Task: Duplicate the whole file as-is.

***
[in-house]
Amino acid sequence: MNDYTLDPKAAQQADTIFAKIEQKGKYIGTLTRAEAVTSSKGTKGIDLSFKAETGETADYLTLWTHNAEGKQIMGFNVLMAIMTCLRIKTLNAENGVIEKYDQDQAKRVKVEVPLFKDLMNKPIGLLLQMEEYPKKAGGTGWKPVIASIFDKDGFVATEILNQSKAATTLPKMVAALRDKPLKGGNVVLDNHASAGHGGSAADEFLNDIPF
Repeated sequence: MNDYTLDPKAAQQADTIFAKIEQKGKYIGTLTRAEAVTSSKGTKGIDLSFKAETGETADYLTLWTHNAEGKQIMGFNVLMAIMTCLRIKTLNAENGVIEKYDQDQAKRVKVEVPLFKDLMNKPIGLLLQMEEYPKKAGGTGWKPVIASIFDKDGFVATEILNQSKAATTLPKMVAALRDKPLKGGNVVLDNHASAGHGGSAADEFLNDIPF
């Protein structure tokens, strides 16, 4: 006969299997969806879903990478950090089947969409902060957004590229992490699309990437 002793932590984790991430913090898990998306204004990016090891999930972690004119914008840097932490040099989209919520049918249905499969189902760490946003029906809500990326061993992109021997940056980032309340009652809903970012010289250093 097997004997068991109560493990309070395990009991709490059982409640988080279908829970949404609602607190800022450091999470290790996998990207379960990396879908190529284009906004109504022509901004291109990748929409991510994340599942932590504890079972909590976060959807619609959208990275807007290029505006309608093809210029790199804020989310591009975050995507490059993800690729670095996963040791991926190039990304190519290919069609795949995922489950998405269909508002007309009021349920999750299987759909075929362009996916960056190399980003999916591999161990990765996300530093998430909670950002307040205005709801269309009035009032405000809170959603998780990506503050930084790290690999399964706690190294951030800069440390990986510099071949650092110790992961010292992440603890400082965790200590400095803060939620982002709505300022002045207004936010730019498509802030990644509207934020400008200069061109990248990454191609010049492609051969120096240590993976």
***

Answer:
[in-house]
Amino acid sequence: MNDYTLDPKAAQQADTIFAKIEQKGKYIGTLTRAEAVTSSKGTKGIDLSFKAETGETADYLTLWTHNAEGKQIMGFNVLMAIMTCLRIKTLNAENGVIEKYDQDQAKRVKVEVPLFKDLMNKPIGLLLQMEEYPKKAGGTGWKPVIASIFDKDGFVATEILNQSKAATTLPKMVAALRDKPLKGGNVVLDNHASAGHGGSAADEFLNDIPF
Repeated sequence: MNDYTLDPKAAQQADTIFAKIEQKGKYIGTLTRAEAVTSSKGTKGIDLSFKAETGETADYLTLWTHNAEGKQIMGFNVLMAIMTCLRIKTLNAENGVIEKYDQDQAKRVKVEVPLFKDLMNKPIGLLLQMEEYPKKAGGTGWKPVIASIFDKDGFVATEILNQSKAATTLPKMVAALRDKPLKGGNVVLDNHASAGHGGSAADEFLNDIPF
């Protein structure tokens, strides 16, 4: 006969299997969806879903990478950090089947969409902060957004590229992490699309990437 002793932590984790991430913090898990998306204004990016090891999930972690004119914008840097932490040099989209919520049918249905499969189902760490946003029906809500990326061993992109021997940056980032309340009652809903970012010289250093 097997004997068991109560493990309070395990009991709490059982409640988080279908829970949404609602607190800022450091999470290790996998990207379960990396879908190529284009906004109504022509901004291109990748929409991510994340599942932590504890079972909590976060959807619609959208990275807007290029505006309608093809210029790199804020989310591009975050995507490059993800690729670095996963040791991926190039990304190519290919069609795949995922489950998405269909508002007309009021349920999750299987759909075929362009996916960056190399980003999916591999161990990765996300530093998430909670950002307040205005709801269309009035009032405000809170959603998780990506503050930084790290690999399964706690190294951030800069440390990986510099071949650092110790992961010292992440603890400082965790200590400095803060939620982002709505300022002045207004936010730019498509802030990644509207934020400008200069061109990248990454191609010049492609051969120096240590993976």